Brain injuries can be challenging for victims and loved ones

There is no organ in the body of any human that is as powerful and complex as the brain. A healthy brain is necessary to think, breathe, interact, move and make decisions throughout every person's daily life. Brain injuries can happen in the blink of an eye -- often causing significant changes to the lives of victims. Reportedly, an estimated half a million traumatic brain injury victims live in Canada, including Ontario.

All age groups can suffer TBI, but authorities say those who are very young or very old are most vulnerable. In many cases, TBI effects are invisible, and people tend to misunderstand the impact it can have on a victim. Examples are individuals who talk and walk normally but have memory problems or difficulty with organizing their thoughts. Others may struggle with controlling impulses and may tend to suffer mood swings or become argumentative.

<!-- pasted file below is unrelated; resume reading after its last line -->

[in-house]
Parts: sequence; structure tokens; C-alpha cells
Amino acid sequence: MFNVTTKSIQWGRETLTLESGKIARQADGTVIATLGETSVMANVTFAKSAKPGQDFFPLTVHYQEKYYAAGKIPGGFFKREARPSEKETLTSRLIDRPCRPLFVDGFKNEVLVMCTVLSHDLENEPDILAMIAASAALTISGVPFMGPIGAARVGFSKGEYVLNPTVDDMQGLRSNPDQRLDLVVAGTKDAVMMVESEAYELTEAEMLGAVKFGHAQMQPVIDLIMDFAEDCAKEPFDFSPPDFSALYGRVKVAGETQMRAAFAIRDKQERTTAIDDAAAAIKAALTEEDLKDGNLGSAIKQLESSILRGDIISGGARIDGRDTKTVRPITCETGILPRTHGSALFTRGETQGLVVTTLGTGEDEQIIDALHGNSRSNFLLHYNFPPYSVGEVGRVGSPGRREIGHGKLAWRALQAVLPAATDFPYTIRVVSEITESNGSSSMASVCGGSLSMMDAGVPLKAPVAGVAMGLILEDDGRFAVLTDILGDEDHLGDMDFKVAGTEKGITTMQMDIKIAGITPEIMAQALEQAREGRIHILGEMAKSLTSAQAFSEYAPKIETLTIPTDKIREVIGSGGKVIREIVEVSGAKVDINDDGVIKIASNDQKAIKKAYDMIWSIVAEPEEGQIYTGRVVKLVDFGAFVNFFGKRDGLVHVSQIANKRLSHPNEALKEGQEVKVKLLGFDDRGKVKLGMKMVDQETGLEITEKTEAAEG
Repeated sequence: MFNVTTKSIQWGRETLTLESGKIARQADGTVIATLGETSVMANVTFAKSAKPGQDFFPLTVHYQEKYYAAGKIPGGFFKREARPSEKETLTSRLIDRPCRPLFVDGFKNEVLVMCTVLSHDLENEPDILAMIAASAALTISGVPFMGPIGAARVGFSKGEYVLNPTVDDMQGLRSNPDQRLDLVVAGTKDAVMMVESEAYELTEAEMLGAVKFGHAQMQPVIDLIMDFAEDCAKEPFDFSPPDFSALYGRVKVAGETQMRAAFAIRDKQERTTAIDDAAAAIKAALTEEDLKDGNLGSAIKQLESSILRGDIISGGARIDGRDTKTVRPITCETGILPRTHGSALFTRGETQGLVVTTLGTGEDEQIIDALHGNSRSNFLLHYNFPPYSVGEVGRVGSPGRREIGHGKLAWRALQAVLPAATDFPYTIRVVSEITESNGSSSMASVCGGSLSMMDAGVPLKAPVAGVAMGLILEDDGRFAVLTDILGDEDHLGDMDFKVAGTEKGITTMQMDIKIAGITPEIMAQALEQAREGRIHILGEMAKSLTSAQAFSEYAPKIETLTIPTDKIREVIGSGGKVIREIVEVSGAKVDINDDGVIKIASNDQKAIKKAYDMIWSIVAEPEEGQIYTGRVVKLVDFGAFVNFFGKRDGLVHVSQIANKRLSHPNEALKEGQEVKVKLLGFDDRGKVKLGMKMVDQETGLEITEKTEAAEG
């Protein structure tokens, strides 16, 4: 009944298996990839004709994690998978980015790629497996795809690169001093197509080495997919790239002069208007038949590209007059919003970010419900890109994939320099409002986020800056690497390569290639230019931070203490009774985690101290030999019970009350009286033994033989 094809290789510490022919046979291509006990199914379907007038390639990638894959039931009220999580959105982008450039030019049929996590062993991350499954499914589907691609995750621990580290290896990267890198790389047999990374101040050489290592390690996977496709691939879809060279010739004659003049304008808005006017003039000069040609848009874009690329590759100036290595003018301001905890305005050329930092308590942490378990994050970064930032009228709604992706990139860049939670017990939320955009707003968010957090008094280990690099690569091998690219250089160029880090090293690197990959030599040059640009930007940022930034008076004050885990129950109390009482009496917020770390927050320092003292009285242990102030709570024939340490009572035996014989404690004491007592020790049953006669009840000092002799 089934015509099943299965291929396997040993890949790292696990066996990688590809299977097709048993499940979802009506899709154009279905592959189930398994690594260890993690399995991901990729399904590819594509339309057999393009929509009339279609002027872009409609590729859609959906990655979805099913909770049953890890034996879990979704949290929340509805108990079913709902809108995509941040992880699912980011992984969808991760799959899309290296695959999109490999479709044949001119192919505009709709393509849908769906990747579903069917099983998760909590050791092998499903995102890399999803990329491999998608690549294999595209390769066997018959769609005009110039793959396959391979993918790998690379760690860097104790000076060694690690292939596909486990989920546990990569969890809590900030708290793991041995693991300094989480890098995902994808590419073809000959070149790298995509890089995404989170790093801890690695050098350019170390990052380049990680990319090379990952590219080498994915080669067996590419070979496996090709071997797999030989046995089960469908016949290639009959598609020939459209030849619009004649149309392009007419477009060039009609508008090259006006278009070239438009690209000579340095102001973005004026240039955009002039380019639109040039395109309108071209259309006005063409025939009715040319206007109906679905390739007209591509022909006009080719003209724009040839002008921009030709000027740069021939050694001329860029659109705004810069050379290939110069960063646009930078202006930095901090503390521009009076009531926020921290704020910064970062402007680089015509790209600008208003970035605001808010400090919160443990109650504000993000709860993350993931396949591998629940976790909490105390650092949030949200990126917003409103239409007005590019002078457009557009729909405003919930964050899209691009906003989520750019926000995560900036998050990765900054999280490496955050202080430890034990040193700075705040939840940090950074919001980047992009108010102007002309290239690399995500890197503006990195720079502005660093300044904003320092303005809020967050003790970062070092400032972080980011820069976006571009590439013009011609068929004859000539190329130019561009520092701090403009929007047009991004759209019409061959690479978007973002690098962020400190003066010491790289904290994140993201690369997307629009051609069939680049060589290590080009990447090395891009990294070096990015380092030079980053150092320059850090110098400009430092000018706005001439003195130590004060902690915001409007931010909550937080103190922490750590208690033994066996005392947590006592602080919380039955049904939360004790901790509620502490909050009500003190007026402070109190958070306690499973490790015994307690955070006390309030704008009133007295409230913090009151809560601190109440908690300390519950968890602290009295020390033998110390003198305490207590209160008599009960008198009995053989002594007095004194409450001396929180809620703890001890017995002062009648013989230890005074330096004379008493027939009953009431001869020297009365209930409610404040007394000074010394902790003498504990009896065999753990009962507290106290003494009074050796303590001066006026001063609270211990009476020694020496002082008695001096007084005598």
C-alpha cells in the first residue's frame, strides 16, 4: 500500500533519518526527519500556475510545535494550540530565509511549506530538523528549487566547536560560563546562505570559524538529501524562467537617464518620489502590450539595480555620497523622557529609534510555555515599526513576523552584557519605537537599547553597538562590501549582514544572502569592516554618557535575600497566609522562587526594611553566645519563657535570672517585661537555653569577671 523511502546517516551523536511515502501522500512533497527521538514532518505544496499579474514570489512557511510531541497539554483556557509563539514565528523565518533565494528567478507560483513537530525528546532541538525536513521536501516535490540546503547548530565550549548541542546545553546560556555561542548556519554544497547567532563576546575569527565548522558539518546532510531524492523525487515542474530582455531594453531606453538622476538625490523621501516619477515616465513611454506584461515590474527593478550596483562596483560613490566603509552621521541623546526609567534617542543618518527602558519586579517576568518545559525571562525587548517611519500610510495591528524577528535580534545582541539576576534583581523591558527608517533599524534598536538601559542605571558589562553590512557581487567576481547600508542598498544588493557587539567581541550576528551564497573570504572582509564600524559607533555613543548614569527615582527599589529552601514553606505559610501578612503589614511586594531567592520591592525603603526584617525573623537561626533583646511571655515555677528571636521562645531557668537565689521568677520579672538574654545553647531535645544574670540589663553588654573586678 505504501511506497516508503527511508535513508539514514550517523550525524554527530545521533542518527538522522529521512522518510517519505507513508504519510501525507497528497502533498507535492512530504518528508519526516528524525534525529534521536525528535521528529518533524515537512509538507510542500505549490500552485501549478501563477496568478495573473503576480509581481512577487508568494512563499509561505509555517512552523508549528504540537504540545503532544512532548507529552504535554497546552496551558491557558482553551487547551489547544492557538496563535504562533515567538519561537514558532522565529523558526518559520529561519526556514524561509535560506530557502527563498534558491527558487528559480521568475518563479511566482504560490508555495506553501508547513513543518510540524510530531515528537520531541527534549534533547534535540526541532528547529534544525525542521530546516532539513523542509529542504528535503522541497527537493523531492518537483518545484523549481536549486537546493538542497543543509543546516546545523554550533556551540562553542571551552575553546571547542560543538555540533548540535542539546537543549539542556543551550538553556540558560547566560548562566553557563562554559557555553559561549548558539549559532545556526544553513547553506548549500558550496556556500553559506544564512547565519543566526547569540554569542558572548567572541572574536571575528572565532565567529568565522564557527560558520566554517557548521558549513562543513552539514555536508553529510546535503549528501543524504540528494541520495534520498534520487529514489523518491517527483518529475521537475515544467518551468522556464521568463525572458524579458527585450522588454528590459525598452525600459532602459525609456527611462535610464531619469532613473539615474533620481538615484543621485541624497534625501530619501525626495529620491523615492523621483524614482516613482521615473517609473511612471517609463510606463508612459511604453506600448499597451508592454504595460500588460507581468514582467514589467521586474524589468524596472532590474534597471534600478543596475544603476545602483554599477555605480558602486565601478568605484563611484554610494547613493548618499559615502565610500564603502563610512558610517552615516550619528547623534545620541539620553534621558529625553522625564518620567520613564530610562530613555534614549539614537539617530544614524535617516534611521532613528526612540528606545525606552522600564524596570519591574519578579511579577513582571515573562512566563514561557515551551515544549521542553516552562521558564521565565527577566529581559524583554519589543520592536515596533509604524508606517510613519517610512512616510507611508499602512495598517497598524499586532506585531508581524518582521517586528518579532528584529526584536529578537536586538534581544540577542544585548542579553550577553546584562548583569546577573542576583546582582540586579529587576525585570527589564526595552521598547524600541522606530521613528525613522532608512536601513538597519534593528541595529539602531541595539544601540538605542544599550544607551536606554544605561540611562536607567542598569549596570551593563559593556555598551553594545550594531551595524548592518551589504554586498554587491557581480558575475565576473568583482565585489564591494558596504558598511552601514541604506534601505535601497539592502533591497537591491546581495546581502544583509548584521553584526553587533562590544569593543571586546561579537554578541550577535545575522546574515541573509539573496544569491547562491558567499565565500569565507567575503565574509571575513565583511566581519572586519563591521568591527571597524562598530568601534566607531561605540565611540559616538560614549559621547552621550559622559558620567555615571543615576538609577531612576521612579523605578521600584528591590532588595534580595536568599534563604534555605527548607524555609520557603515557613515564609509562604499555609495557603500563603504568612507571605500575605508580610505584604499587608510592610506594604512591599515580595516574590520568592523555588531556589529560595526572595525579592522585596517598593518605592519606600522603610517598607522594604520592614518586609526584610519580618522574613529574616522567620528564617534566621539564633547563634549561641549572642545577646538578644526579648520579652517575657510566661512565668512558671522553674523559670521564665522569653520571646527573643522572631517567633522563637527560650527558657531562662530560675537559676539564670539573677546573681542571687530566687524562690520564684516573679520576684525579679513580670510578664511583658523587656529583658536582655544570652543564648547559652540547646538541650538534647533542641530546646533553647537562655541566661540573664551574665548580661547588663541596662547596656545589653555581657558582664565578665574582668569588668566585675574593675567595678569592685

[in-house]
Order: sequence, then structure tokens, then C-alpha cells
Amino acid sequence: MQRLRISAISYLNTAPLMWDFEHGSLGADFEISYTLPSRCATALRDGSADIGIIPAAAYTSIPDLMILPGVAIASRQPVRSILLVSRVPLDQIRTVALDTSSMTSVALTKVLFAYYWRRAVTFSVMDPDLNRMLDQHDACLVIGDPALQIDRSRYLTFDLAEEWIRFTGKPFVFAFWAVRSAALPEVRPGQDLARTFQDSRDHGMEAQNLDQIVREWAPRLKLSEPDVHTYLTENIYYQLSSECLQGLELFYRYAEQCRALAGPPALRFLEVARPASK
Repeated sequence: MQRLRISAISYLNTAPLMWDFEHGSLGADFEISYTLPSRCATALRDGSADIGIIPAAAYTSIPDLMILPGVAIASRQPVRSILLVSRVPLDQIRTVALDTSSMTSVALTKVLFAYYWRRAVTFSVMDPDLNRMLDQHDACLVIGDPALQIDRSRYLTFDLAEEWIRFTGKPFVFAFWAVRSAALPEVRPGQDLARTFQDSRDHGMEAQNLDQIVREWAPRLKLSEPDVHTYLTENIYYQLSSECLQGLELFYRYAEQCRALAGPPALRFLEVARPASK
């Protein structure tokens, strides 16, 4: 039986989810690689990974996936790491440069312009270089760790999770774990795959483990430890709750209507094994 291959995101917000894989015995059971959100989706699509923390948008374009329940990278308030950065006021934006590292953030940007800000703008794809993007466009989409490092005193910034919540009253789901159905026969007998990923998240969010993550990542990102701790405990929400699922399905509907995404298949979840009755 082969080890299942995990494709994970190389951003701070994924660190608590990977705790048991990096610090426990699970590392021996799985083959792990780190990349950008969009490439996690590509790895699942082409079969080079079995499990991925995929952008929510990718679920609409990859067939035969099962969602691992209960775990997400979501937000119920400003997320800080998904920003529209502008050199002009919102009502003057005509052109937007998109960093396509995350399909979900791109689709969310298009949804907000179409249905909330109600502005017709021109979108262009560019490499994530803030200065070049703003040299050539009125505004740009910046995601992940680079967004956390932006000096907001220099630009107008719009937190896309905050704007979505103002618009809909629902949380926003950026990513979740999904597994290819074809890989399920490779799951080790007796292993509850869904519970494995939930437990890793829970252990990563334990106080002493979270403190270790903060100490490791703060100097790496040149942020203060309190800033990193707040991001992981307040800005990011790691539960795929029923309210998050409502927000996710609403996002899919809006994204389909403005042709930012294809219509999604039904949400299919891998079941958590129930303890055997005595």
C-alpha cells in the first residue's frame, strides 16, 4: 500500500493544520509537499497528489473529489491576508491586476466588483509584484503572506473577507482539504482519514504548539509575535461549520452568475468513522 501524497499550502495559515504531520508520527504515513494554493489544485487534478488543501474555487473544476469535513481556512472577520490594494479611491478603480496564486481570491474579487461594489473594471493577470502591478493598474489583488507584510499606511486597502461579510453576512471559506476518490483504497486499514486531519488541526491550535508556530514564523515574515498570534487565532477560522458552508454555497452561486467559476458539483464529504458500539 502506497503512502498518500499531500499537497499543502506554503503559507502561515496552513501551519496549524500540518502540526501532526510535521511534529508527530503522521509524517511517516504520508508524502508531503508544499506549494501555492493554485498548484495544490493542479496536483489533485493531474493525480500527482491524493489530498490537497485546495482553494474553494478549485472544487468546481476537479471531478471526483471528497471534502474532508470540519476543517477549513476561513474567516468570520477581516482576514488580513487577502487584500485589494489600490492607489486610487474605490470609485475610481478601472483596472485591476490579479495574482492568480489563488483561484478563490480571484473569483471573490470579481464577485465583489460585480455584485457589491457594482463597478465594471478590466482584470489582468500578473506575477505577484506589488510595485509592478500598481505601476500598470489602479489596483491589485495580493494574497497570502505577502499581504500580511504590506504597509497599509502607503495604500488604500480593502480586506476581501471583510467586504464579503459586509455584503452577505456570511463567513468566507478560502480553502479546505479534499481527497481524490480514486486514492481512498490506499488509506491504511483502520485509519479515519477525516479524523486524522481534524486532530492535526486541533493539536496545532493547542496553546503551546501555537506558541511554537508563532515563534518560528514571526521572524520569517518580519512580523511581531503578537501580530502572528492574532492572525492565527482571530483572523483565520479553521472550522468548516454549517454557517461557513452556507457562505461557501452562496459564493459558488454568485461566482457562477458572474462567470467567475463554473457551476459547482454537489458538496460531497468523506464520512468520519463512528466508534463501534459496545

Brain injuries: Tow truck strikes Hamilton senior in crosswalk

Drivers in Ontario must stop at any crosswalk and wait for pedestrians to complete the crossing and exit the crosswalk before they proceed. While this law is intended to protect pedestrians, accidents that cause traumatic injuries to pedestrians continue to occur. In many cases, these crashes lead to life-changing brain injuries for the victims.

A 72-year-old woman suffered serious head injuries on a recent Tuesday morning. Hamilton authorities report the incident happened at about 10:30 a.m. in Dundas. An accident report indicates that the senior was struck by a tow truck that turned onto the street where she was crossing.

Legal options regarding brain injuries on construction sites

Construction workers in Ontario and elsewhere are exposed to numerous safety hazards, with fall accidents among the most prevalent. For that reason, it is vital for employers in this industry to comply with the safety regulations of both the Ministry of Labour and the Occupational Health and Safety Act. Falls can have catastrophic consequences, including brain injuries and even death.

Following a Dec. 2015 fall in Ontario, a roofing company was recently convicted and fined $55,000 after a guilty plea in a Mississauga court. Reportedly, the case arose after a roof worker fell about 27 feet to a lower level. Court documents indicated that workers failed to cover or guard an opening in the roof where they had removed a skylight.